The 2016 NFL season is just around the corner. As such, Sportsnaut will be previewing all 32 teams before the games begin in September. Continuing the series, we head to the AFC South to provide a Houston Texans 2016 preview.
Here, we’ll be discussing a team that is banking on quarterback Brock Osweiler to help the offense to match a championship-caliber defense.
Before we look ahead, let’s take a glance at some key developments.
Houston Texans 2016 Preview
Head coach: Bill O’Brien (second season)
Key arrivals: QB Brock Osweiler, OG Jeff Allen, RB Lamar Miller, C Tony Bergstrom,
Key departures: OG Brandon Brooks, C Ben Jones, DE Jared Crick, QB Brian Hoyer, FS Rahim Moore
1. How good is Brock Osweiler?
The Texans sure hope he’s good. They paid him a crazy amount of money banking on the fact that he’s good, even though he has started just seven games in his NFL career.
Osweiler was serviceable during his tenure with the Denver Broncos, but by no means did he sparkle and shine. Completing 61.8 percent of his passes last year (far from outstanding), he averaged just 7.2 yards per attempt and threw 10 touchdowns with six interceptions.
On the surface, these are the type of numbers you’d expect from an average NFL starter. But Houston is counting on Osweiler to be far better than average. If the franchise was content with average, then Brian Hoyer would still be the starter.
The Texans have been impressed with Osweiler’s work ethic and approach throughout the offseason and into the summer. But it remains to be seen if he’s worth the $18 million per year they signed him for, and if he can do any better than his predecessors in Houston.
2. Can Lamar Miller carry the load?
Osweiler isn’t the only new face on offense. The Texans said good-bye to Arian Foster and brought in Miller to be his replacement. Ironically, Foster is lined up to be Miller’s replacement in Miami.
This sets up an interesting sub-plot for both teams in 2016.
Miami never gave Miller the chance to be the bell cow back he wants to be. He is eager to prove he’s capable of carrying the load.
“I want to be a featured back,” Miller said, per Barry Jackson of the Miami Herald in February. “… I want the recognition I deserve.”
During his tenure with the Dolphins, the running back showed incredible burst, averaging 4.6 yards per carry, but averaged just 10.5 rushing attempts per game — an odd set of numbers, to be sure.
He’s been given 20-plus carries in a game just twice in his first four seasons. You’d expect that number to increase this upcoming season. But will that translate to gaudy production?
3. Is Jadeveon Clowney a bust?
Already heading into the first weekend of preseason football, Clowney is being held out of action due to some knee soreness.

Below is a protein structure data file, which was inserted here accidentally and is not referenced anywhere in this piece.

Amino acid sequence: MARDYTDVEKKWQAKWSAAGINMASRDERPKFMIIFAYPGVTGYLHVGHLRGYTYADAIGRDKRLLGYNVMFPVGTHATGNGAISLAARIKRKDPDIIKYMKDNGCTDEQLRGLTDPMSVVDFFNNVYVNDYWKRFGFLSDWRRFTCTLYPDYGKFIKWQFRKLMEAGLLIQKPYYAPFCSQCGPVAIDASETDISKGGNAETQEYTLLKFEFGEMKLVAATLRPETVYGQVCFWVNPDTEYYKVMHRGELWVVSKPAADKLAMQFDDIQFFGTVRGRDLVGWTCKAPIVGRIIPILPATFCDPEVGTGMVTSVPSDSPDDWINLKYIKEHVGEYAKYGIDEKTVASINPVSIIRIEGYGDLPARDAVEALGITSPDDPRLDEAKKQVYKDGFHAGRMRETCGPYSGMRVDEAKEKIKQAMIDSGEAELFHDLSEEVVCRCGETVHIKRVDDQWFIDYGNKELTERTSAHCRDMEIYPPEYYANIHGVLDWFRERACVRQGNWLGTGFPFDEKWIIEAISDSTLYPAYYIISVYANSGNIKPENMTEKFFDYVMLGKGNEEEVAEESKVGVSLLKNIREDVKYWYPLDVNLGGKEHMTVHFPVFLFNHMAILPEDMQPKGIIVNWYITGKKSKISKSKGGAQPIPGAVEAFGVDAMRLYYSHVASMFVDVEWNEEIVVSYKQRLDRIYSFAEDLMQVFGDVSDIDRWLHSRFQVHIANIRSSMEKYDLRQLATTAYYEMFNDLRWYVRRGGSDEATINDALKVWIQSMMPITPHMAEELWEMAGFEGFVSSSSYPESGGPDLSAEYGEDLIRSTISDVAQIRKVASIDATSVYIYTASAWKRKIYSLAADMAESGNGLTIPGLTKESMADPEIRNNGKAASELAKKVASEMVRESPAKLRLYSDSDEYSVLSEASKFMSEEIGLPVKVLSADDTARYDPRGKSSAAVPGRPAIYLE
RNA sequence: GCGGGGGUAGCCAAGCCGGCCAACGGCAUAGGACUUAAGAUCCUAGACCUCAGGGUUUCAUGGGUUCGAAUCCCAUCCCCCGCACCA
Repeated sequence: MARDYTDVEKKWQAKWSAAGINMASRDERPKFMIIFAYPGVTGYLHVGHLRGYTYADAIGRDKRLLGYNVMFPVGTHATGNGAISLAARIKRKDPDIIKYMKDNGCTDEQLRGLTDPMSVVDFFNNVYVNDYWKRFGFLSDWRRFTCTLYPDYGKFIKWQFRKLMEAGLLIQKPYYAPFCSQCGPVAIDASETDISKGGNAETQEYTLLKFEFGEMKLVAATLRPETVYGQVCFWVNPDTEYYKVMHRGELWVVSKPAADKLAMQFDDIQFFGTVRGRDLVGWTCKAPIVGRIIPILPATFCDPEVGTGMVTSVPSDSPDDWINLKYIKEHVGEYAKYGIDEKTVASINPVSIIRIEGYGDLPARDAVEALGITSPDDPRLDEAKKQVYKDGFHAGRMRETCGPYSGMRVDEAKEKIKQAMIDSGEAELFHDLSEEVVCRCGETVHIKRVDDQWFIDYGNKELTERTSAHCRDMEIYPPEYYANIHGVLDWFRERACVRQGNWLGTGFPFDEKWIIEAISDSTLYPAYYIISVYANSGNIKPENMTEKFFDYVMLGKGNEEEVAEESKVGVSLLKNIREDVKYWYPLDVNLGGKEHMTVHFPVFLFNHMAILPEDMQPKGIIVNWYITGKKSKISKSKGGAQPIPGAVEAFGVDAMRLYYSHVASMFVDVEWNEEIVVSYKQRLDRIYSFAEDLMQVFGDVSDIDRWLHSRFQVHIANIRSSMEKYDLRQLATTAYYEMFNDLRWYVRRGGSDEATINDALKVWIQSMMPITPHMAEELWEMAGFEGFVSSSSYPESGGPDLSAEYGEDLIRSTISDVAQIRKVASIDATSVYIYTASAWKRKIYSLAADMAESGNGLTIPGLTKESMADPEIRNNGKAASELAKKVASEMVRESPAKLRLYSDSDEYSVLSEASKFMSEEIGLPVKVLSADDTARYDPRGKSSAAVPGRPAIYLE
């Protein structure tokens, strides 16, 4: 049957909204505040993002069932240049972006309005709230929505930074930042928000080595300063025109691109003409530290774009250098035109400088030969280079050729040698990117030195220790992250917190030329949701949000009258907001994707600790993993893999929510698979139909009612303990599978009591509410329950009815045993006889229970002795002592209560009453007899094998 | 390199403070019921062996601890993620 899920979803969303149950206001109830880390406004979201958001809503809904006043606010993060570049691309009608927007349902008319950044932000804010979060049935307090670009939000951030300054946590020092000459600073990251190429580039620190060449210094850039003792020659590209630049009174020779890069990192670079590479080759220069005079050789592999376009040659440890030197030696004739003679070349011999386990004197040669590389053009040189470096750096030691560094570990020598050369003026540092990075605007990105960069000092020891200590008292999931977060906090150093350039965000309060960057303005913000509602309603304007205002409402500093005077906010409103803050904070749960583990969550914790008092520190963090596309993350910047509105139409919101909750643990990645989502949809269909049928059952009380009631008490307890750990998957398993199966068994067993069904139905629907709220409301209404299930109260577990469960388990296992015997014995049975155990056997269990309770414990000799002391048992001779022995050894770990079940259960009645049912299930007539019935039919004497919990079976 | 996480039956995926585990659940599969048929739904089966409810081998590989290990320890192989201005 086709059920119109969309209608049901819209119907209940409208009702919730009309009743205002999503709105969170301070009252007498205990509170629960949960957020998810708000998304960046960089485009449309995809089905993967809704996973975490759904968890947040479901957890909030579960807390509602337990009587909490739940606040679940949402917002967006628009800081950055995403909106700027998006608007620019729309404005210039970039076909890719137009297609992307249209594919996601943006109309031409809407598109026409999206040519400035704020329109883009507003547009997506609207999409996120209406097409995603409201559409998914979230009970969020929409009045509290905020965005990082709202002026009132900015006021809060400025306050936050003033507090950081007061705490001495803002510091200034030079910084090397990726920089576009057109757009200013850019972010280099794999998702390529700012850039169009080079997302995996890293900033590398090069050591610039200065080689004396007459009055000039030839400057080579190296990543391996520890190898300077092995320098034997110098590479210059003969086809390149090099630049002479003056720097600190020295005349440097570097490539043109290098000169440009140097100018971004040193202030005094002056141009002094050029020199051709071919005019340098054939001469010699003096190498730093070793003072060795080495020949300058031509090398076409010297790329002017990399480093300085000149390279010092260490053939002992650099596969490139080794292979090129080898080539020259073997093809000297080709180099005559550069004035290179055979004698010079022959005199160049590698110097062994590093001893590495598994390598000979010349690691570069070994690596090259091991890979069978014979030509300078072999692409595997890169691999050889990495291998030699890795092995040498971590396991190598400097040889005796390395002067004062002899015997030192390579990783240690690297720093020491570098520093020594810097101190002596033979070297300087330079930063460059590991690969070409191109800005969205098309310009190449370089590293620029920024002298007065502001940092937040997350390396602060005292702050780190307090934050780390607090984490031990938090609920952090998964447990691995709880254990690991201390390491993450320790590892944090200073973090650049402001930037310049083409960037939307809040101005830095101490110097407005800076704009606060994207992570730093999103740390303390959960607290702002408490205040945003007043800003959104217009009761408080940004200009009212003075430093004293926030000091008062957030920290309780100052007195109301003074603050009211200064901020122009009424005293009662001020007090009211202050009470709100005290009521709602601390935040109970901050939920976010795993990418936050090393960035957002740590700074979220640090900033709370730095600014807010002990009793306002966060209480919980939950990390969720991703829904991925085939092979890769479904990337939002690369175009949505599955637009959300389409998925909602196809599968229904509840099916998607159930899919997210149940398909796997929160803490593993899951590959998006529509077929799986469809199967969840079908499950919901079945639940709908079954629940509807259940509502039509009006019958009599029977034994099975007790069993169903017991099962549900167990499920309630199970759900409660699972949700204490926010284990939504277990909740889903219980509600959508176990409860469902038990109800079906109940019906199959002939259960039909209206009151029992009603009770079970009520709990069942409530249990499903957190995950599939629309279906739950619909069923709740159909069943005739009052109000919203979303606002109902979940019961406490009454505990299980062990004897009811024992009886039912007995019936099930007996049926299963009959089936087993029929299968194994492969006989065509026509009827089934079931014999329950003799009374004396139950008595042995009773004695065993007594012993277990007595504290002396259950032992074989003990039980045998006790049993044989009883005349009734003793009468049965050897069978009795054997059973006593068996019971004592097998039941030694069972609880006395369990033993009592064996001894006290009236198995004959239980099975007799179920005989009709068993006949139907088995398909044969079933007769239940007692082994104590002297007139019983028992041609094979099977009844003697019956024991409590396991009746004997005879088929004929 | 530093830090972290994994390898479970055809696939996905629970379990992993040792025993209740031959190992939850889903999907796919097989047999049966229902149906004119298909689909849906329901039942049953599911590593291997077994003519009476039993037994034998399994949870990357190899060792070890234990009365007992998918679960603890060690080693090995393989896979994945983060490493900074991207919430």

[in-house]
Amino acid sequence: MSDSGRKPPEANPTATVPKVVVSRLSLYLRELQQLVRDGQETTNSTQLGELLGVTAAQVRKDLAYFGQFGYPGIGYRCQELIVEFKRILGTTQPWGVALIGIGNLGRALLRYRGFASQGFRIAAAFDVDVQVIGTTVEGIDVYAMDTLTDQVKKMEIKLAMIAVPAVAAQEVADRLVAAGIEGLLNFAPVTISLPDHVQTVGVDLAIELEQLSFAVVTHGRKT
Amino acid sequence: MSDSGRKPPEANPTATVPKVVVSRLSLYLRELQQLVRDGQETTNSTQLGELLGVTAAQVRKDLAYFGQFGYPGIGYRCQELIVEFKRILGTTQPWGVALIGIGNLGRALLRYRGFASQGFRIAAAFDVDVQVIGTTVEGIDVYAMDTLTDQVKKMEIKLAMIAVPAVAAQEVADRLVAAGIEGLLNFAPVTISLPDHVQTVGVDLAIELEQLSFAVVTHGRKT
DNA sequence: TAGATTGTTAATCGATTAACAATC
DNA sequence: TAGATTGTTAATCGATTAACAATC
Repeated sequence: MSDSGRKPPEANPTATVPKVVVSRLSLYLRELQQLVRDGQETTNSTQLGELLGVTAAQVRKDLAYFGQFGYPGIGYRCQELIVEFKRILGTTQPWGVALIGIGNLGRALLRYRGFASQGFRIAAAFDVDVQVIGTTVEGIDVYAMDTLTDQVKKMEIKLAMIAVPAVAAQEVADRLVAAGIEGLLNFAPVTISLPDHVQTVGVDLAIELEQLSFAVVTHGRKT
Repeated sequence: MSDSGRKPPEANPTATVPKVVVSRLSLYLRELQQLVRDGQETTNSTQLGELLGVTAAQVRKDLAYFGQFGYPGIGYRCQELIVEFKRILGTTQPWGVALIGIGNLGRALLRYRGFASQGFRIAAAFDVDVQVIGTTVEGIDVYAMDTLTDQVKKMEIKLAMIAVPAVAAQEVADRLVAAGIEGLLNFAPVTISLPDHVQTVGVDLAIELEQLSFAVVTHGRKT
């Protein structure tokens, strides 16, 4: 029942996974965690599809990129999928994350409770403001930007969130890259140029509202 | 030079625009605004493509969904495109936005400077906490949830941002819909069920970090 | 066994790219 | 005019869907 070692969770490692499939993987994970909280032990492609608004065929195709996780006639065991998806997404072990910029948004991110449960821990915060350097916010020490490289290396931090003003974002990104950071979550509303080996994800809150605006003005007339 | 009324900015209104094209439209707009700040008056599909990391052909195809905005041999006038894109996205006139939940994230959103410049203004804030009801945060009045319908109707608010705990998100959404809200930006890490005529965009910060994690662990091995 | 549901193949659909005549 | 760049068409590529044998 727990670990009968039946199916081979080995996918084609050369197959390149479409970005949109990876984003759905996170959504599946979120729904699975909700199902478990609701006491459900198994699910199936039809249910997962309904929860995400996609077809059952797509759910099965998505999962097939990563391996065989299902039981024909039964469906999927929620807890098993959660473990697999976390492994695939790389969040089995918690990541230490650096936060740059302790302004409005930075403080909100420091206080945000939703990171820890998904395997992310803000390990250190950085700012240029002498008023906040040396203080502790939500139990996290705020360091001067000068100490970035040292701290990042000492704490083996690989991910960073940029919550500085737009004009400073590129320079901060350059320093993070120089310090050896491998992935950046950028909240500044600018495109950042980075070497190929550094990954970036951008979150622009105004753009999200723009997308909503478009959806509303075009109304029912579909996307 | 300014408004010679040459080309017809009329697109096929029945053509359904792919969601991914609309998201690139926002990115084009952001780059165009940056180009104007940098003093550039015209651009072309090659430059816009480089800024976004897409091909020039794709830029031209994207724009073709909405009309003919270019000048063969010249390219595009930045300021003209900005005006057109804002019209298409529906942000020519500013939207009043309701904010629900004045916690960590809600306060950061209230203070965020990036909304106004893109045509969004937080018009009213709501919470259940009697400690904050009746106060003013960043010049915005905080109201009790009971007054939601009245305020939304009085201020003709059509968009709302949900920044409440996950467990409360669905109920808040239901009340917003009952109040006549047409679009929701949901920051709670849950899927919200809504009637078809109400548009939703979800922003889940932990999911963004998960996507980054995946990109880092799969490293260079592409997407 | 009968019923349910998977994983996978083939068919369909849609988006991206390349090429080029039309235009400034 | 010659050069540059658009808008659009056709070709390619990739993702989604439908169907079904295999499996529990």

As one, Texans fans will be rolling their eyes at this news, because the outside linebacker has proven to be injury-prone heading into his third campaign. During Clowney’s first two seasons, he missed 15 games and made only 11 starts.
During his time on the field, the talented defender has flashed the traits that led to Houston taking him No. 1 overall in 2014. In total, however, he’s teetering ever closer to being labeled a bust, totaling just 4.5 sacks in his early career.
If he continues to get injured and cannot produce on the field, then Houston will have to find production on the edge elsewhere — both this year and in the future.
Jaelen Strong, wide receiver
After catching just 14 passes for 161 yards and three touchdowns last year, Strong is set to become an integral part of Houston’s aerial assault in 2016.
Currently slated to play opposite star receiver DeAndre Hopkins in the starting lineup, the former Arizona State stud has been wowing coaches this summer.
It helps that he showed up in shape this year. He received plenty of criticism from his head coach last season for failing in this regard.
Jaelen Strong reported in optimal condition, has lost a ton of weight since a year ago when he was overweight and sluggish. Looks quick
— Aaron Wilson (@AaronWilson_NFL) July 31, 2016
A high-volume receiver during his playing days at ASU, Strong should be one of a few young receivers to make their mark this year. Provided, of course, that Osweiler also makes his.
REASON FOR OPTIMISM
The offense looks really darn impressive on paper. In addition to Osweiler and Miller, the Texans drafted Will Fuller and Braxton Miller to make a difference in the passing game. They also drafted center Nick Martin out of Notre Dame to lead their offensive line into the future after letting Brandon Brooks and Ben Jones walk in free agency.
Defensively, you have to believe J.J. Watt will be back sooner, rather than later, after offseason back surgery. He leads one of the league’s top units on this side of the ball that has a chance every game to keep the Texans in it, even if the offense is stinking up the joint.
And heck, if Clowney can ever stay healthy, he should be amazing playing opposite Whitney Mercilus, who tallied 12 sacks in a breakout 2015 campaign of his own.
REASON TO DOUBT
What if Osweiler stinks? What then? Tom Savage and Brandon Weeden ain’t scaring anybody. Heck, Tim Tebow might have a better shot at winning games than those two.
And as scary as it sounds, nobody should be tremendously shocked if the Osweiler experiment fails. He just hasn’t been tested yet.
And what if Watt’s body is done being magnificent? What if this back surgery is the beginning of the end for the all-world defender? He recently made it clear he’s not looking to exactly play the game until he breaks down.
Still, there’s plenty to be excited about. We’re betting on a decent year for Houston.
Prediction: 9-7, tied for second place in AFC South